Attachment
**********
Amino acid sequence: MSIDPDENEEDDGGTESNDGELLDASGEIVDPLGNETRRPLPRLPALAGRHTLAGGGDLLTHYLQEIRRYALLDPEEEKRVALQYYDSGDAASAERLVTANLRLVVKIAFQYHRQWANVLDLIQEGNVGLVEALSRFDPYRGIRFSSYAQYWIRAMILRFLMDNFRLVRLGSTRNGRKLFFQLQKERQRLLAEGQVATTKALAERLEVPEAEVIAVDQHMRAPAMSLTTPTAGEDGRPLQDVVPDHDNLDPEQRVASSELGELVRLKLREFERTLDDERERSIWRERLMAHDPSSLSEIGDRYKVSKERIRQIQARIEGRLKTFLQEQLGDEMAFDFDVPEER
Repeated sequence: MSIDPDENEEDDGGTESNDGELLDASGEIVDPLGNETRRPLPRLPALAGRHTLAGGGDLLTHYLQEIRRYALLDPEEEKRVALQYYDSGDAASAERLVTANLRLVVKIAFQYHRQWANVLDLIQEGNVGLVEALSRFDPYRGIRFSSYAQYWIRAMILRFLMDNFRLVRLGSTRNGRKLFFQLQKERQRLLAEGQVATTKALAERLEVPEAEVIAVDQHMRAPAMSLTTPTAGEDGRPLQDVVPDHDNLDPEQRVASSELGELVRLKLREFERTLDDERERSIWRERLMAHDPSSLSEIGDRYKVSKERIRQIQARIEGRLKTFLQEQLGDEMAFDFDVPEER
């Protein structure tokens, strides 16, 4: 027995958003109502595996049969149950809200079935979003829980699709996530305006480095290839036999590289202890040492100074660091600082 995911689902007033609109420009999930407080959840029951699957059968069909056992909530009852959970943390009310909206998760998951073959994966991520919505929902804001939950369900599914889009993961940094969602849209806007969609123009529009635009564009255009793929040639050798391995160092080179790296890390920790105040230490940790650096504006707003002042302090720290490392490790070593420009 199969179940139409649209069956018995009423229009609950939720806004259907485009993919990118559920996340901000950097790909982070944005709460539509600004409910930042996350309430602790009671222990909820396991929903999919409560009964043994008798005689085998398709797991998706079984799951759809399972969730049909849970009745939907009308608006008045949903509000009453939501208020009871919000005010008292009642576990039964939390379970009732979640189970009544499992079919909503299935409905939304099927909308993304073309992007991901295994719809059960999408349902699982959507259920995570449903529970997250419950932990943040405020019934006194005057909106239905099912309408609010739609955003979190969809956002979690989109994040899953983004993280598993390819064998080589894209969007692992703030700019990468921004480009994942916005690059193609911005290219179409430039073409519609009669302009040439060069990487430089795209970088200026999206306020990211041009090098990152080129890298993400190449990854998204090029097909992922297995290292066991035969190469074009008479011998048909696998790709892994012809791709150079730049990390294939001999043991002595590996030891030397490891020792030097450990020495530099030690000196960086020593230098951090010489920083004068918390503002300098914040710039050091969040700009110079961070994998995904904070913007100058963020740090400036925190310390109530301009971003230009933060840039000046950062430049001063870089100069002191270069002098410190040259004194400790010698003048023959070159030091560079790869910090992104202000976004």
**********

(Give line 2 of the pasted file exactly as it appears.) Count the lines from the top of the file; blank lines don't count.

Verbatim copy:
Repeated sequence: MSIDPDENEEDDGGTESNDGELLDASGEIVDPLGNETRRPLPRLPALAGRHTLAGGGDLLTHYLQEIRRYALLDPEEEKRVALQYYDSGDAASAERLVTANLRLVVKIAFQYHRQWANVLDLIQEGNVGLVEALSRFDPYRGIRFSSYAQYWIRAMILRFLMDNFRLVRLGSTRNGRKLFFQLQKERQRLLAEGQVATTKALAERLEVPEAEVIAVDQHMRAPAMSLTTPTAGEDGRPLQDVVPDHDNLDPEQRVASSELGELVRLKLREFERTLDDERERSIWRERLMAHDPSSLSEIGDRYKVSKERIRQIQARIEGRLKTFLQEQLGDEMAFDFDVPEER